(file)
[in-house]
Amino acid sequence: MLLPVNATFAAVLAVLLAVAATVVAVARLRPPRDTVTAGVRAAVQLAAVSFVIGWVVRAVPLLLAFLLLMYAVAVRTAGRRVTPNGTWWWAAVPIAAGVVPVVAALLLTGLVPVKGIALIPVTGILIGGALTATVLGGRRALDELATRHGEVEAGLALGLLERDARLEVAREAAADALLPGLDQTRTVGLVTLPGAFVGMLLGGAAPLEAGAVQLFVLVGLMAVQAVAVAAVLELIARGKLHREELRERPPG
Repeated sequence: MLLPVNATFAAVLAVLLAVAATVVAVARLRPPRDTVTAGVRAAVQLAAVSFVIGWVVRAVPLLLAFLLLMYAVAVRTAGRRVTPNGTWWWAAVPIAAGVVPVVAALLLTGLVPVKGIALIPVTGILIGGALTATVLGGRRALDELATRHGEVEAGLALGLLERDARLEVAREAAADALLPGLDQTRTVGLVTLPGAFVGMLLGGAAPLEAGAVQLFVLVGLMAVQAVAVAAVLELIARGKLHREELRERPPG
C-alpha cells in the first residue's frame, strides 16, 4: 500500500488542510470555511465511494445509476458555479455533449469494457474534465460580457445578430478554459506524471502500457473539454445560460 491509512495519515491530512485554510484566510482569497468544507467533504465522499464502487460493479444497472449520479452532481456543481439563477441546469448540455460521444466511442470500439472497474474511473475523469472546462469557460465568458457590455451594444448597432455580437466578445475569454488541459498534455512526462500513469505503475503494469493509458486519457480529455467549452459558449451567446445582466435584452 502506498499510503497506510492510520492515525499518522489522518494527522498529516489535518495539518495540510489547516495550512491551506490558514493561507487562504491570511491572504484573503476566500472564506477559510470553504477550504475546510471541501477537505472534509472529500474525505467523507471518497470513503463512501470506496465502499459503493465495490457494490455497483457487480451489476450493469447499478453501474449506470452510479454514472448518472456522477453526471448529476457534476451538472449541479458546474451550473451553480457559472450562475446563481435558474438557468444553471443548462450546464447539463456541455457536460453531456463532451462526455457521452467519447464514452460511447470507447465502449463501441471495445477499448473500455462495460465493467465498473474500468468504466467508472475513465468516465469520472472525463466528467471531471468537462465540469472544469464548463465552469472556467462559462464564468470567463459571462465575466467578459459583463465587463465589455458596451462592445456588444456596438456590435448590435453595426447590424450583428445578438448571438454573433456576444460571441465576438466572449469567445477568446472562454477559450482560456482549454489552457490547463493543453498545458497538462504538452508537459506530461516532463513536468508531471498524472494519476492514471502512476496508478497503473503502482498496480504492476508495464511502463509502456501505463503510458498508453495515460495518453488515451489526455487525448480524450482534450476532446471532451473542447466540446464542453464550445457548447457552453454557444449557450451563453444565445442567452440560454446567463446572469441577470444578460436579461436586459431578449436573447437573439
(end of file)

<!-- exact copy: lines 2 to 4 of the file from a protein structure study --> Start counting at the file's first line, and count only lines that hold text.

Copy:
Amino acid sequence: MLLPVNATFAAVLAVLLAVAATVVAVARLRPPRDTVTAGVRAAVQLAAVSFVIGWVVRAVPLLLAFLLLMYAVAVRTAGRRVTPNGTWWWAAVPIAAGVVPVVAALLLTGLVPVKGIALIPVTGILIGGALTATVLGGRRALDELATRHGEVEAGLALGLLERDARLEVAREAAADALLPGLDQTRTVGLVTLPGAFVGMLLGGAAPLEAGAVQLFVLVGLMAVQAVAVAAVLELIARGKLHREELRERPPG
Repeated sequence: MLLPVNATFAAVLAVLLAVAATVVAVARLRPPRDTVTAGVRAAVQLAAVSFVIGWVVRAVPLLLAFLLLMYAVAVRTAGRRVTPNGTWWWAAVPIAAGVVPVVAALLLTGLVPVKGIALIPVTGILIGGALTATVLGGRRALDELATRHGEVEAGLALGLLERDARLEVAREAAADALLPGLDQTRTVGLVTLPGAFVGMLLGGAAPLEAGAVQLFVLVGLMAVQAVAVAAVLELIARGKLHREELRERPPG
C-alpha cells in the first residue's frame, strides 16, 4: 500500500488542510470555511465511494445509476458555479455533449469494457474534465460580457445578430478554459506524471502500457473539454445560460 491509512495519515491530512485554510484566510482569497468544507467533504465522499464502487460493479444497472449520479452532481456543481439563477441546469448540455460521444466511442470500439472497474474511473475523469472546462469557460465568458457590455451594444448597432455580437466578445475569454488541459498534455512526462500513469505503475503494469493509458486519457480529455467549452459558449451567446445582466435584452 502506498499510503497506510492510520492515525499518522489522518494527522498529516489535518495539518495540510489547516495550512491551506490558514493561507487562504491570511491572504484573503476566500472564506477559510470553504477550504475546510471541501477537505472534509472529500474525505467523507471518497470513503463512501470506496465502499459503493465495490457494490455497483457487480451489476450493469447499478453501474449506470452510479454514472448518472456522477453526471448529476457534476451538472449541479458546474451550473451553480457559472450562475446563481435558474438557468444553471443548462450546464447539463456541455457536460453531456463532451462526455457521452467519447464514452460511447470507447465502449463501441471495445477499448473500455462495460465493467465498473474500468468504466467508472475513465468516465469520472472525463466528467471531471468537462465540469472544469464548463465552469472556467462559462464564468470567463459571462465575466467578459459583463465587463465589455458596451462592445456588444456596438456590435448590435453595426447590424450583428445578438448571438454573433456576444460571441465576438466572449469567445477568446472562454477559450482560456482549454489552457490547463493543453498545458497538462504538452508537459506530461516532463513536468508531471498524472494519476492514471502512476496508478497503473503502482498496480504492476508495464511502463509502456501505463503510458498508453495515460495518453488515451489526455487525448480524450482534450476532446471532451473542447466540446464542453464550445457548447457552453454557444449557450451563453444565445442567452440560454446567463446572469441577470444578460436579461436586459431578449436573447437573439